BRUSSELS – The European Commission announced on Wednesday 9 June the opening of an infringement procedure against Germany in the wake of a ruling in which the German Constitutional Court had questioned the primacy of EU law over national law. Behind the choice of the Community executive there is the desire to prevent the issue that broke out last year from becoming a precedent that would weaken the legal framework on which the European Union rests.
In May 2020, Karlsruhe had asked the European Central Bank to justify its debt purchases on the markets, despite the fact that the European Court of Justice had already authorized them as early as 2018. The German Constitutional Court had explained that in his eyes the judgment of the judiciary community was to be considered ultra vires, in other words that it went beyond its competence (see Il Sole / 24 Ore of 6 May 2020). The story had caused great uproar at the time. Although in the meantime a political solution to the affair has been found, which is moreover favorable to the European institutions, according to Brussels the sentence of the German Constitutional Court constitutes “a serious precedent, both for the future work of the German Constitutional Court itself, and for the supreme and constitutional and courts of other Member States “because it questions” the principles of autonomy, primacy, effectiveness and uniform application of European Union law “.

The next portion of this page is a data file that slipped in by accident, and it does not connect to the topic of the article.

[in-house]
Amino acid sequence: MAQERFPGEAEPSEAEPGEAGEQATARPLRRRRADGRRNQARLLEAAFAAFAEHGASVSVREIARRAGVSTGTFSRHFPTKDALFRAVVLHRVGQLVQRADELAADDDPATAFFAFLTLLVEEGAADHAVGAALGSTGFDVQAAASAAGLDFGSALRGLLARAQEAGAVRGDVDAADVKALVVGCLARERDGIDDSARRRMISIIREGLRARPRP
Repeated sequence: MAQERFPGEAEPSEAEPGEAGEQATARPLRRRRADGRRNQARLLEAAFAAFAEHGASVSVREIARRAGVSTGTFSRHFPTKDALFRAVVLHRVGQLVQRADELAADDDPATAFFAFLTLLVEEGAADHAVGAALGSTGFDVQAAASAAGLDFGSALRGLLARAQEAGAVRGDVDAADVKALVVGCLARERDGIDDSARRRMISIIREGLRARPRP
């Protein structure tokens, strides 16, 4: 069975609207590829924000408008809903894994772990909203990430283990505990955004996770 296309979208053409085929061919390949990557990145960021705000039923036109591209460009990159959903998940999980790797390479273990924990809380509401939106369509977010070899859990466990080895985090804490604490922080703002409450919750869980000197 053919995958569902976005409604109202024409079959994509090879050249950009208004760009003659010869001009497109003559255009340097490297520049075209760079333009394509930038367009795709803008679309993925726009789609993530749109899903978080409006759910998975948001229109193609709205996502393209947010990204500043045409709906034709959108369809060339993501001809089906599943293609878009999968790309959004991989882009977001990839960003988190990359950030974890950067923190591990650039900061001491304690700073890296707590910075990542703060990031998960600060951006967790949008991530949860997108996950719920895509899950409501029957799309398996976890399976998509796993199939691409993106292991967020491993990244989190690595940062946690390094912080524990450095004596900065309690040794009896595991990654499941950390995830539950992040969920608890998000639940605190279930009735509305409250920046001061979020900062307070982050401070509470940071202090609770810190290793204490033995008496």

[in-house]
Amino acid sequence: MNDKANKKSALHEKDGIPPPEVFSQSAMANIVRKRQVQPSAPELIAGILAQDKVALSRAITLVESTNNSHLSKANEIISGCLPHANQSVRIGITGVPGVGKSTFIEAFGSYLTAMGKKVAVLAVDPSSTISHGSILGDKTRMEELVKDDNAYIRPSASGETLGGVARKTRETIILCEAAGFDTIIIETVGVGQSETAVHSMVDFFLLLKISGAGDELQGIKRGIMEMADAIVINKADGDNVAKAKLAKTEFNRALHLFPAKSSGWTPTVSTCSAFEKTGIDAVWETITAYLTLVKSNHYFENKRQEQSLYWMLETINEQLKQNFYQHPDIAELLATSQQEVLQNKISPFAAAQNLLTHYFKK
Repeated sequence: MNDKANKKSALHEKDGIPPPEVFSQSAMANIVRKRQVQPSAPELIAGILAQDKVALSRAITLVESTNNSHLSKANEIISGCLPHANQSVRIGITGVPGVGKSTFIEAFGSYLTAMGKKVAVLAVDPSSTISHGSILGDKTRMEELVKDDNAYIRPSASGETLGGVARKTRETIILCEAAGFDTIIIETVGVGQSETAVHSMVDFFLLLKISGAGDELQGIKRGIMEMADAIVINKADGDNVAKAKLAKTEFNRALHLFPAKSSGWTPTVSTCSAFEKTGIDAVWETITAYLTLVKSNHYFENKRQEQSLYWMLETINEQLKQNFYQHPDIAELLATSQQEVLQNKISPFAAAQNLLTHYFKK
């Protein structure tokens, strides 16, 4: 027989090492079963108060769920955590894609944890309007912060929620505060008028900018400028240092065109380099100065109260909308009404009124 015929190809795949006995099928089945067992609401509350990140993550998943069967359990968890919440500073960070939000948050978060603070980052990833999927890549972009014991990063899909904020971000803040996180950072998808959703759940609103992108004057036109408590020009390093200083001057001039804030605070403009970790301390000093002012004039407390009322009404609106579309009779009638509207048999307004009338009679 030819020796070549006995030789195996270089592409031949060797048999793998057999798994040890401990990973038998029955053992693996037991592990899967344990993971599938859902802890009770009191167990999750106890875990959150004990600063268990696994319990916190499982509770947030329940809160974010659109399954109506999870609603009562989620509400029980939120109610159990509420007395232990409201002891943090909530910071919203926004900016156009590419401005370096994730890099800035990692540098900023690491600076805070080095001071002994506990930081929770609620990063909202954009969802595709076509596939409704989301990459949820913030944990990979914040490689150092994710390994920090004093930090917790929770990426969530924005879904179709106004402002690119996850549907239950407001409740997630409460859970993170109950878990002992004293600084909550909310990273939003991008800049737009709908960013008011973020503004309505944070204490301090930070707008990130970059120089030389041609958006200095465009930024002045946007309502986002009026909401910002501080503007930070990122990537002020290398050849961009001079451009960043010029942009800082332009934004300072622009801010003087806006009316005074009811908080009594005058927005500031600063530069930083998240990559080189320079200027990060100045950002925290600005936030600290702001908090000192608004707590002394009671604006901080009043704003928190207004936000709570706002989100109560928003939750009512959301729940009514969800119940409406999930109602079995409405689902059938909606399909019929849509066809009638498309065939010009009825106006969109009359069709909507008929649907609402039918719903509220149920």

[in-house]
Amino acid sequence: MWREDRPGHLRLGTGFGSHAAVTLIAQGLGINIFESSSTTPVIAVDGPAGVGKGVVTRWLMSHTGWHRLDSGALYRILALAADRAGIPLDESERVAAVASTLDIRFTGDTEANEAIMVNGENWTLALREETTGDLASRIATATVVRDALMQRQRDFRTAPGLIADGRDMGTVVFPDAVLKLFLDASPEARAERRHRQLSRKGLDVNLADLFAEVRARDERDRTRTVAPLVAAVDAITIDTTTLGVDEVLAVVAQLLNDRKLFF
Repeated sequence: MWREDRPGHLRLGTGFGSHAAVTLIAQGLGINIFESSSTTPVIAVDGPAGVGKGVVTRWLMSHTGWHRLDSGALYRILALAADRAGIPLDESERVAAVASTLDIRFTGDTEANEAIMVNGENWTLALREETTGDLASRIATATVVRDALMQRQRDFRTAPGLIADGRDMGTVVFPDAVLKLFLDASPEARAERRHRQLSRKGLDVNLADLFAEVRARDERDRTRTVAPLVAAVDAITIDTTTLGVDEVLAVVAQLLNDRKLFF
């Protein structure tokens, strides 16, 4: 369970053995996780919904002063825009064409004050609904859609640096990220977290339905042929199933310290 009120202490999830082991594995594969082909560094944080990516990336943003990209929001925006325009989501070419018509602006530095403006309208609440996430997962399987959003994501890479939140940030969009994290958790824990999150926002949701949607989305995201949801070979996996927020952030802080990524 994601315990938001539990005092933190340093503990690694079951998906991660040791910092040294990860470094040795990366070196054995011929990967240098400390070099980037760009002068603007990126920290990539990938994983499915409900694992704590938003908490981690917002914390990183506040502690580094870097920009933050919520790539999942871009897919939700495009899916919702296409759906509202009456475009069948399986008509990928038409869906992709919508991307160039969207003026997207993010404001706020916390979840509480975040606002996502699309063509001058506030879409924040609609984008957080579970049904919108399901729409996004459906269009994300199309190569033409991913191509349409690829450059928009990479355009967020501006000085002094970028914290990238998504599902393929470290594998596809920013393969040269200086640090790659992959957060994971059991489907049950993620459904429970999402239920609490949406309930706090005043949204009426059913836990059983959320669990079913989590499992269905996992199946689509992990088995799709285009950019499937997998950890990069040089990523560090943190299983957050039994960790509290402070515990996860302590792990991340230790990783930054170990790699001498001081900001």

Basically, in a letter of formal notice the European Commission explains how the German Constitutional Court in Karlsruhe has violated Article 267 of the Treaties. This last article specifies that “the Court of Justice of the European Union has jurisdiction to give a preliminary ruling: a) on the interpretation of the Treaties; b) the validity and interpretation of acts carried out by the institutions, bodies, offices or agencies of the Union ‘.
Community spokesman Christian Wigand recalled that the judgments of the European Court of Justice are “binding for the national judiciary” and that “Community law is the very foundation of the European Union”. When the affair broke out a year ago, some Eurosceptic governments welcomed the choice of Karlsruhe. Polish Prime Minister Mateusz Morawiecki had called the German decision “one of the most important sentences in the history of the European Union”.
The fear of the precedent has certainly led Brussels to open an infringement procedure. However, it is not clear how the federal government will be able to resolve the issue without questioning the very independence of the German Constitutional Court. “The primacy of Community law must be respected”, reiterated the spokesman Wigand, recalling that not dissimilar (but less sensational) cases have also involved France, Italy and Spain in the past.